4. What is the future of human geographic structure?

Modern humans dispersed from Africa into Europe, Asia, and Australia (probably between 60 and 40 Ky ago), colonized the Americas (between 15 and 10 ky ago), and more recently (<3.5 ky) reached remote Oceania. All these events, with few exceptions, put the bases for the establishment of the geographic structure, in populations descended from small numbers of founders and hence highly subjected to random drift.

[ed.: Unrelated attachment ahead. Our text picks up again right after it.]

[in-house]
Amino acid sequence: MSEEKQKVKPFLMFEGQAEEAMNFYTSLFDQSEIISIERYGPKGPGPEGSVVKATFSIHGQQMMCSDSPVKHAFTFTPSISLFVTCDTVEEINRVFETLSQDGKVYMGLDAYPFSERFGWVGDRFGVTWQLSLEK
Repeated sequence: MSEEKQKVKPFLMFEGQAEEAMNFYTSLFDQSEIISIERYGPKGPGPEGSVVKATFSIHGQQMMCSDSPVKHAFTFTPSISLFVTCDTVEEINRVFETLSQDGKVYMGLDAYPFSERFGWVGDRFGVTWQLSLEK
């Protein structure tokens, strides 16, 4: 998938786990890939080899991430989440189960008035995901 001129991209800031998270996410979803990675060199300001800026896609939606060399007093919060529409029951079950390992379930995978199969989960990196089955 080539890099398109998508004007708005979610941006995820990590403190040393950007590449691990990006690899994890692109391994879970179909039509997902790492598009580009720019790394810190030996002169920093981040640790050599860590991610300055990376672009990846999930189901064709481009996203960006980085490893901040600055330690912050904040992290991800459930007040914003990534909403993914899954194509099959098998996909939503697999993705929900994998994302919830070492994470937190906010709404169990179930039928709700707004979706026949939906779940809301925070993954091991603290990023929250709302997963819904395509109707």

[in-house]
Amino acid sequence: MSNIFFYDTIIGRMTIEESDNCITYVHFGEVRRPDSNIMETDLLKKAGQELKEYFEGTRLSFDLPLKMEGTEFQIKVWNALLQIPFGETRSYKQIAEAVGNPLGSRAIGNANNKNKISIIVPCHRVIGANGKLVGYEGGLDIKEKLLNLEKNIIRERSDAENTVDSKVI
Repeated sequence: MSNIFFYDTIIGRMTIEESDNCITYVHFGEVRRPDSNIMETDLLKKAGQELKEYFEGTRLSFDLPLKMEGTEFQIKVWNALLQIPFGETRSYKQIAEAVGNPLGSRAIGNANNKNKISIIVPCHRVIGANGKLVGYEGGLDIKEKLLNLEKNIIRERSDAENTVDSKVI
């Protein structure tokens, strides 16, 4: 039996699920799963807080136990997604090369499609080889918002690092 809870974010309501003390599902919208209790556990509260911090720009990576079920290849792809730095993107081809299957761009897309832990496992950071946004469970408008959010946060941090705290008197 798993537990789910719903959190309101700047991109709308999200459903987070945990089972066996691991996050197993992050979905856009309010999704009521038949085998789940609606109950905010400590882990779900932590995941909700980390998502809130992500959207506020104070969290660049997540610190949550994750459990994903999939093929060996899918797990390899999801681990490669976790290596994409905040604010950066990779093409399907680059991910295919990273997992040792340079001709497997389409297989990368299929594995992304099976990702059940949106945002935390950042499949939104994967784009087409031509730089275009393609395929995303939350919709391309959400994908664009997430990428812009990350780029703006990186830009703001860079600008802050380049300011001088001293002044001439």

This process of genetic divergence was counterbalanced by the continuous local gene flow and by major dispersal processes, among which those associated to the agricultural transition (Bellwood, 2004). In different areas of Eurasia and of the Americas, technologies for food production were developed. The resulting increase in the farmers’ population size caused dispersal, which favored genetic mixing with previously, settled hunter-gatherer, and the reduction of drift effects. Of course, this process could have also increased the genetic divergence between human groups adopting different subsistence strategies, limiting the levels of gene flow among them. This might have contributed to the genetic isolation of some populations (e.g., Andaman Islanders, Pigmy), but the major effect of farming at global scale was probably the increase of genetic homogeneity (Excoffier and Schneider, 1999).